Grand Mesa Observatory. Contrary to popular belief, it is not the old, small building on top of the mesa where the chipmunks live!
Nestled in a side valley at the western end of the Grand Mesa at an altitude of 6,100 feet, Grand Mesa Observatory is an astronomy observatory complex shielded somewhat from the lights of nearby towns and cities, where amazing photos of deep sky celestial objects are captured.
These objects include galaxies, nebulae, star clusters, star birthing regions, interstellar dust clouds, and planetary nebulae. Many of the images taken at Grand Mesa Observatory have been featured in widely read astronomy magazines. Some have even been chosen as NASA Astronomy Photos of the Day. And all taken from right here in Western Colorado!
Astrophotos are not taken like “selfies”. Rather, long time exposures are taken. This is referred to as data gathering. The data is then processed by astrophotographer and Grand Mesa Observatory Director, Terry Hancock. Astro-imaging relies on dark skies, moonless nights, and cloud- and smoke-free nights.
The dark skies there on the side of the Mesa motivated native Coloradans John Mansur and his wife Vicki to dedicate some of the family’s long-held land to construct a working observatory for the purpose of astronomy education and public outreach. Grand Mesa Observatory became a nonprofit whose mission is to provide hands on experiences and educational opportunities that foster a passion for astronomy and science in Western Colorado.
The observatory complex includes a 16 x 32 foot roll-off roof observatory that houses 6 telescopes on computerized tracking mounts, fitted with cameras for astrophotography, and a separate dome observatory with a 16-inch telescope that is used remotely for research by astronomy students around the country and the world.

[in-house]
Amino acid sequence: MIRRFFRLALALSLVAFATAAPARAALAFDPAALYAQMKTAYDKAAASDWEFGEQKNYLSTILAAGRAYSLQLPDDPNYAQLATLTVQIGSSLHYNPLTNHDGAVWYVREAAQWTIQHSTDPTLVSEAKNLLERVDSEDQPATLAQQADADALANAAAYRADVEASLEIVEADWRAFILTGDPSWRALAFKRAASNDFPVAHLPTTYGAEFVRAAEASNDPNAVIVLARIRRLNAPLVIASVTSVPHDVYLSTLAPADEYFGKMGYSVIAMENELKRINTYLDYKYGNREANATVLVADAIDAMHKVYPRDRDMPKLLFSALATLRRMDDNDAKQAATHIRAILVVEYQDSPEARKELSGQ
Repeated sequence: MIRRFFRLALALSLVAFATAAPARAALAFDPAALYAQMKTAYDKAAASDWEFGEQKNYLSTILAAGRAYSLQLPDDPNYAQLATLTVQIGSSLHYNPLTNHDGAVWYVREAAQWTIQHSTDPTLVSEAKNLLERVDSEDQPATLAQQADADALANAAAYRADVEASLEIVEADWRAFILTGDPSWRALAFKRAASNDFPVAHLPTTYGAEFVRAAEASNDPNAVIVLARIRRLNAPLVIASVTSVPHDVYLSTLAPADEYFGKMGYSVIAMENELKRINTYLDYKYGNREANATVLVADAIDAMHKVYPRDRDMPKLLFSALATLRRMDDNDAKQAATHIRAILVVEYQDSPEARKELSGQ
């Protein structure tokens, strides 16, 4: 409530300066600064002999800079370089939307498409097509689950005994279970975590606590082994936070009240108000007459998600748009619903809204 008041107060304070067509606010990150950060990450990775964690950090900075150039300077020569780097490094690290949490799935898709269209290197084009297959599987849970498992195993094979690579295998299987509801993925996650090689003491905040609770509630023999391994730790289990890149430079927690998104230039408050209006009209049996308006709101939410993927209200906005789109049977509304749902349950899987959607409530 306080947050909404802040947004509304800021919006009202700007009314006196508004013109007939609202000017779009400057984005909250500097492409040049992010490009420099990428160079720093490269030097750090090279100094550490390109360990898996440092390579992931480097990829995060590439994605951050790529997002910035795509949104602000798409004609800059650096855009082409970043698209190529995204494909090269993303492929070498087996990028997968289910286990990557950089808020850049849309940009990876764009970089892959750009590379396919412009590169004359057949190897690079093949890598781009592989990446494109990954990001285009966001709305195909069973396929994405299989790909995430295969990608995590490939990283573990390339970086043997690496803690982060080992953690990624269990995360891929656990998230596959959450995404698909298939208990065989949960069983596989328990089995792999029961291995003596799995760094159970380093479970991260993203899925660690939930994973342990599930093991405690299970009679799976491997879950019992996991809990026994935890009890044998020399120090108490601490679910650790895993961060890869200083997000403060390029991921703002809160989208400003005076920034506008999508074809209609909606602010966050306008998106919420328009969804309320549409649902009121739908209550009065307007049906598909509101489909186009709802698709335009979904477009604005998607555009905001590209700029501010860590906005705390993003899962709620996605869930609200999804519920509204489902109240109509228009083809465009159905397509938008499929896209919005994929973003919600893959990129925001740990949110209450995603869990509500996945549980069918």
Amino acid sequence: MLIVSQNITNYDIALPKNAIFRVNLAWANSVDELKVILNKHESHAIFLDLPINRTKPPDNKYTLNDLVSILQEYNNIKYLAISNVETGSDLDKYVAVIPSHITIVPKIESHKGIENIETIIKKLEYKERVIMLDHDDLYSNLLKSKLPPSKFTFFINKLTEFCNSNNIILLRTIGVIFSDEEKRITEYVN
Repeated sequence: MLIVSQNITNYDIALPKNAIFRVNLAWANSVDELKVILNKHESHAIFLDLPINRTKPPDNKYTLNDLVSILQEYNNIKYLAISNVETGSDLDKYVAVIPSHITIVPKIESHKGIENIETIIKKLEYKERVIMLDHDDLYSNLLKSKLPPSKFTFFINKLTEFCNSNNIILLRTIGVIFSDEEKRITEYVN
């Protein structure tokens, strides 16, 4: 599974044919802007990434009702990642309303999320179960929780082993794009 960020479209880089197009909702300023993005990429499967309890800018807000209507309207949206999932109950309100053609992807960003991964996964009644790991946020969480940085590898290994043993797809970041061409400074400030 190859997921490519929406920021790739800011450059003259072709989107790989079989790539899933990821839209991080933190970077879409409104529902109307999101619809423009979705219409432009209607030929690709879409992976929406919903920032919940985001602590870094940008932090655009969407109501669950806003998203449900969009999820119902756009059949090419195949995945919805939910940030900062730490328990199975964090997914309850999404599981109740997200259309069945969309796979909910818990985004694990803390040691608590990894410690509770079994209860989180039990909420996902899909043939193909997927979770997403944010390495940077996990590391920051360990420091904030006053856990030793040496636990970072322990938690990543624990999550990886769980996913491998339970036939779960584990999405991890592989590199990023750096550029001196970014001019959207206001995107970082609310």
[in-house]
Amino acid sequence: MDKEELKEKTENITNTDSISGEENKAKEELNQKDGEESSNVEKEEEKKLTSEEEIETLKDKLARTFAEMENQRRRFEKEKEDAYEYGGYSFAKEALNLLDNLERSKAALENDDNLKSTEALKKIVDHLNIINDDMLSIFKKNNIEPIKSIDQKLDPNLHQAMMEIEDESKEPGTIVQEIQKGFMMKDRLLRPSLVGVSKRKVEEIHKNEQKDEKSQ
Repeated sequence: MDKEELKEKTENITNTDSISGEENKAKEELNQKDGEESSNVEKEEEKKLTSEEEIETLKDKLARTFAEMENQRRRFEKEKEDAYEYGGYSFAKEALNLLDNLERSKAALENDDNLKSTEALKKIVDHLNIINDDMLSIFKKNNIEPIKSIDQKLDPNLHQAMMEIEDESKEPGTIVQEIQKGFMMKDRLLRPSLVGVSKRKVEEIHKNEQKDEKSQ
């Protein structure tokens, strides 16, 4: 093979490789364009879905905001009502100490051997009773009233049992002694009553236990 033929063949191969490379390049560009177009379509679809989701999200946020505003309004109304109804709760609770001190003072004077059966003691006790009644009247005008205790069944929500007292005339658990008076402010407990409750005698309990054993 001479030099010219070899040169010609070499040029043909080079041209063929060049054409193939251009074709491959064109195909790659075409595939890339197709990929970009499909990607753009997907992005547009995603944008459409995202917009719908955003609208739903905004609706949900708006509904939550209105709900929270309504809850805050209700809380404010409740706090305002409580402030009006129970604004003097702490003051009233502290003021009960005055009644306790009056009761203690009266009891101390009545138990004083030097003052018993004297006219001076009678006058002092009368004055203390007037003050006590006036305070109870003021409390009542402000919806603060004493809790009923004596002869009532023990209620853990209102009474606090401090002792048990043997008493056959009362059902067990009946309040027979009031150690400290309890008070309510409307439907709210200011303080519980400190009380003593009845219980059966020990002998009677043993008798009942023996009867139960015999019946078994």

A large concrete observing pad, with 9 electrical posts and red lighting, offers the perfect site for hosting student groups, boy and girl scouts, senior groups, and many other educational groups to view the wonders of the night sky through a variety of telescopes. These are manned by members of local astronomy clubs who also give informative night sky tours and answer visitors’ questions. Tours of the observatories are also part of group visits. The response of most visitors when looking through the telescopes is that of amazement, especially when viewing the popular planets, Jupiter and Saturn, and the Moon. Just as spectacular, is many people’s first experience of seeing the majestic Milky Way arching across the dark sky.
A separate observatory houses one of the US Air Force Academy’s 12 worldwide Falcon Telescopes. This observatory, with its 20-inch telescope, is an alliance project between Colorado Mesa University and the US Air Force Academy. It is used for space research and educational outreach.
Grand Mesa Observatory – you will not find any chipmunks there – but you will find adventures in astronomy!
Western Slope Skies is produced by members of the Black Canyon Astronomical Society. This episode was written and recorded by Nancy McGuire.